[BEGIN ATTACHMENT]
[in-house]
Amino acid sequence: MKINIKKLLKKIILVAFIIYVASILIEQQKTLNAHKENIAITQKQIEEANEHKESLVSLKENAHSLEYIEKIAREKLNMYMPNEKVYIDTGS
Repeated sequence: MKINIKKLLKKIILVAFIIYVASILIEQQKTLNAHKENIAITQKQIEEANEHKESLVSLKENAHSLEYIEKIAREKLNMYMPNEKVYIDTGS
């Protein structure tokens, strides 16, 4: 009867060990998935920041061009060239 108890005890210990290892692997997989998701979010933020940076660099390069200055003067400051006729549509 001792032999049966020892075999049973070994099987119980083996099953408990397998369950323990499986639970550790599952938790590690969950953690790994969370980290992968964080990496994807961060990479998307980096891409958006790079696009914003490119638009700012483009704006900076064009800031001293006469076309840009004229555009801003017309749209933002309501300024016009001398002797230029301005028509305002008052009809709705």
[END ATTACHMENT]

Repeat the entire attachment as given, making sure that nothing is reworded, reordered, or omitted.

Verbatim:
[in-house]
Amino acid sequence: MKINIKKLLKKIILVAFIIYVASILIEQQKTLNAHKENIAITQKQIEEANEHKESLVSLKENAHSLEYIEKIAREKLNMYMPNEKVYIDTGS
Repeated sequence: MKINIKKLLKKIILVAFIIYVASILIEQQKTLNAHKENIAITQKQIEEANEHKESLVSLKENAHSLEYIEKIAREKLNMYMPNEKVYIDTGS
């Protein structure tokens, strides 16, 4: 009867060990998935920041061009060239 108890005890210990290892692997997989998701979010933020940076660099390069200055003067400051006729549509 001792032999049966020892075999049973070994099987119980083996099953408990397998369950323990499986639970550790599952938790590690969950953690790994969370980290992968964080990496994807961060990479998307980096891409958006790079696009914003490119638009700012483009704006900076064009800031001293006469076309840009004229555009801003017309749209933002309501300024016009001398002797230029301005028509305002008052009809709705």